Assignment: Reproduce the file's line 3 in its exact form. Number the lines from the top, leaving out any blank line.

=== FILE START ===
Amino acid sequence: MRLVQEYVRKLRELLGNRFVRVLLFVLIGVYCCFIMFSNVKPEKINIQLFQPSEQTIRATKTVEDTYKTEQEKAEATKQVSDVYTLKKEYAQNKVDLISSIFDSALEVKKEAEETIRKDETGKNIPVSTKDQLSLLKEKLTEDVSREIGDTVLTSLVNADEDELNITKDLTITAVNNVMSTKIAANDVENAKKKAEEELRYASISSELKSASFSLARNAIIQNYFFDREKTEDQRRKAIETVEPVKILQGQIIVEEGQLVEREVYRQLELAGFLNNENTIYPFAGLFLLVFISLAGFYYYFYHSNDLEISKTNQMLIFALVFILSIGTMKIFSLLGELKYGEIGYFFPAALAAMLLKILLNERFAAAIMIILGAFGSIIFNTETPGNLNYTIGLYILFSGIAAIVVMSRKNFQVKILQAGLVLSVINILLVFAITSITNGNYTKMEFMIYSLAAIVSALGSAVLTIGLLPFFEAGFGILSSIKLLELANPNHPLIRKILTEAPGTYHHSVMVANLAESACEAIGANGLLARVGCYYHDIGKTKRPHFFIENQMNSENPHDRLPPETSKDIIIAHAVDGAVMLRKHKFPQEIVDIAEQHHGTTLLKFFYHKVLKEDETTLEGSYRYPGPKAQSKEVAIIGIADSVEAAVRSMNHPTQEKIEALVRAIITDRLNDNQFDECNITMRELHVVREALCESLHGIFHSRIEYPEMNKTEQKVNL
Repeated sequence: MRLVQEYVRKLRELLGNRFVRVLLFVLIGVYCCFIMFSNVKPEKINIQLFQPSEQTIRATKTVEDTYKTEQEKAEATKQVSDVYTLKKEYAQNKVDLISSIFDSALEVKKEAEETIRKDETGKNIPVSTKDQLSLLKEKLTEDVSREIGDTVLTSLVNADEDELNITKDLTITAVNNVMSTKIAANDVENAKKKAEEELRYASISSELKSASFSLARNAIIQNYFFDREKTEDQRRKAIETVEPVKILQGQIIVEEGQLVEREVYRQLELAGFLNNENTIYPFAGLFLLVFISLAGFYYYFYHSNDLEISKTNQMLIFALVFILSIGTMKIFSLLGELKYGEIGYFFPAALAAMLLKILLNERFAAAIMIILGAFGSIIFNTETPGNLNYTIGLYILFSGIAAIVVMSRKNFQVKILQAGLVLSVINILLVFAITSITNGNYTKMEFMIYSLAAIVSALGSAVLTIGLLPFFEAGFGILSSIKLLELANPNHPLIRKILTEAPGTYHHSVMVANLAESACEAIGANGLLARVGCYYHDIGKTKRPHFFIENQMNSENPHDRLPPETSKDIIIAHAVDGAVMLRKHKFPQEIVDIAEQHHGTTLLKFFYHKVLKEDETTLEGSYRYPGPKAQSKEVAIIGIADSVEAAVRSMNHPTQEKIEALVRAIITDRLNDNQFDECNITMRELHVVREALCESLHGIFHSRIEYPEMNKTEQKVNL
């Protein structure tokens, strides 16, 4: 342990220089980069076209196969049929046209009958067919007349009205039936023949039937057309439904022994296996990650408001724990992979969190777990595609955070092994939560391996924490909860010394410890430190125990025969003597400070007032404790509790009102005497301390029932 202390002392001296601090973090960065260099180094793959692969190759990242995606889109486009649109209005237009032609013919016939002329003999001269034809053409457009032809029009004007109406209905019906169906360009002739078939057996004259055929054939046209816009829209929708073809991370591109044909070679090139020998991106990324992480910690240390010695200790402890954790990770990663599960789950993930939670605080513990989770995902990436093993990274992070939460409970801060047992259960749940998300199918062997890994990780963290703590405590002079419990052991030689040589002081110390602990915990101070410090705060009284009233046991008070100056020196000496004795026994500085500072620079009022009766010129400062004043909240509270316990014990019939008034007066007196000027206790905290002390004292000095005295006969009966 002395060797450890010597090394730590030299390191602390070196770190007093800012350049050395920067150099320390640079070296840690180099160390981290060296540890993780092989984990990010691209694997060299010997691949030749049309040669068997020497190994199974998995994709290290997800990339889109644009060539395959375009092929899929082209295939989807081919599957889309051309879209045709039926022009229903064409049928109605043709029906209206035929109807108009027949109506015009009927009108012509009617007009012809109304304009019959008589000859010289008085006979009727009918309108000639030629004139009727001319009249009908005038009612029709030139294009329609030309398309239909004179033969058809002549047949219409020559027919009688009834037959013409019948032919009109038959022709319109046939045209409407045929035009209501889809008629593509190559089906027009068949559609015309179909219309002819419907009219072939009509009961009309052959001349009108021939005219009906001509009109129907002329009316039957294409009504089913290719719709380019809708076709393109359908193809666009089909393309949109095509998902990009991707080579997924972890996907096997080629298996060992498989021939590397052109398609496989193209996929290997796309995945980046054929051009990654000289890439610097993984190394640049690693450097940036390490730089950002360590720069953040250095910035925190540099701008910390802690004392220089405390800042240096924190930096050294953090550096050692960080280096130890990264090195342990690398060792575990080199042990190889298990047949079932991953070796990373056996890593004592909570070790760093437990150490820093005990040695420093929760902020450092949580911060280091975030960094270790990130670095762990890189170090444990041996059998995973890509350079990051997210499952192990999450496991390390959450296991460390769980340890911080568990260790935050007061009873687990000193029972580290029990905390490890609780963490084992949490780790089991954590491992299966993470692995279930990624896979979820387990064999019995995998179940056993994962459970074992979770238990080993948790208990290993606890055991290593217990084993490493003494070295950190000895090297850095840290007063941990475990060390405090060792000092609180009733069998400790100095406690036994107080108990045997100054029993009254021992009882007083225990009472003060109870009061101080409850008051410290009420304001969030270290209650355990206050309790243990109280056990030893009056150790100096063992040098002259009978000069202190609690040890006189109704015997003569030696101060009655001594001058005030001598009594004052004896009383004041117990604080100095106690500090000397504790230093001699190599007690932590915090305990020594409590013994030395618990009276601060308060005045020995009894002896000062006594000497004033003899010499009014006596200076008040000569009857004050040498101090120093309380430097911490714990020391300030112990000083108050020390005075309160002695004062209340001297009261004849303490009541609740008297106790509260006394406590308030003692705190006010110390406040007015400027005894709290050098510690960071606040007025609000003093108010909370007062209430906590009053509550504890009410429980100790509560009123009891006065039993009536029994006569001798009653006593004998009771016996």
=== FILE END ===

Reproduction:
């Protein structure tokens, strides 16, 4: 342990220089980069076209196969049929046209009958067919007349009205039936023949039937057309439904022994296996990650408001724990992979969190777990595609955070092994939560391996924490909860010394410890430190125990025969003597400070007032404790509790009102005497301390029932 202390002392001296601090973090960065260099180094793959692969190759990242995606889109486009649109209005237009032609013919016939002329003999001269034809053409457009032809029009004007109406209905019906169906360009002739078939057996004259055929054939046209816009829209929708073809991370591109044909070679090139020998991106990324992480910690240390010695200790402890954790990770990663599960789950993930939670605080513990989770995902990436093993990274992070939460409970801060047992259960749940998300199918062997890994990780963290703590405590002079419990052991030689040589002081110390602990915990101070410090705060009284009233046991008070100056020196000496004795026994500085500072620079009022009766010129400062004043909240509270316990014990019939008034007066007196000027206790905290002390004292000095005295006969009966 002395060797450890010597090394730590030299390191602390070196770190007093800012350049050395920067150099320390640079070296840690180099160390981290060296540890993780092989984990990010691209694997060299010997691949030749049309040669068997020497190994199974998995994709290290997800990339889109644009060539395959375009092929899929082209295939989807081919599957889309051309879209045709039926022009229903064409049928109605043709029906209206035929109807108009027949109506015009009927009108012509009617007009012809109304304009019959008589000859010289008085006979009727009918309108000639030629004139009727001319009249009908005038009612029709030139294009329609030309398309239909004179033969058809002549047949219409020559027919009688009834037959013409019948032919009109038959022709319109046939045209409407045929035009209501889809008629593509190559089906027009068949559609015309179909219309002819419907009219072939009509009961009309052959001349009108021939005219009906001509009109129907002329009316039957294409009504089913290719719709380019809708076709393109359908193809666009089909393309949109095509998902990009991707080579997924972890996907096997080629298996060992498989021939590397052109398609496989193209996929290997796309995945980046054929051009990654000289890439610097993984190394640049690693450097940036390490730089950002360590720069953040250095910035925190540099701008910390802690004392220089405390800042240096924190930096050294953090550096050692960080280096130890990264090195342990690398060792575990080199042990190889298990047949079932991953070796990373056996890593004592909570070790760093437990150490820093005990040695420093929760902020450092949580911060280091975030960094270790990130670095762990890189170090444990041996059998995973890509350079990051997210499952192990999450496991390390959450296991460390769980340890911080568990260790935050007061009873687990000193029972580290029990905390490890609780963490084992949490780790089991954590491992299966993470692995279930990624896979979820387990064999019995995998179940056993994962459970074992979770238990080993948790208990290993606890055991290593217990084993490493003494070295950190000895090297850095840290007063941990475990060390405090060792000092609180009733069998400790100095406690036994107080108990045997100054029993009254021992009882007083225990009472003060109870009061101080409850008051410290009420304001969030270290209650355990206050309790243990109280056990030893009056150790100096063992040098002259009978000069202190609690040890006189109704015997003569030696101060009655001594001058005030001598009594004052004896009383004041117990604080100095106690500090000397504790230093001699190599007690932590915090305990020594409590013994030395618990009276601060308060005045020995009894002896000062006594000497004033003899010499009014006596200076008040000569009857004050040498101090120093309380430097911490714990020391300030112990000083108050020390005075309160002695004062209340001297009261004849303490009541609740008297106790509260006394406590308030003692705190006010110390406040007015400027005894709290050098510690960071606040007025609000003093108010909370007062209430906590009053509550504890009410429980100790509560009123009891006065039993009536029994006569001798009653006593004998009771016996």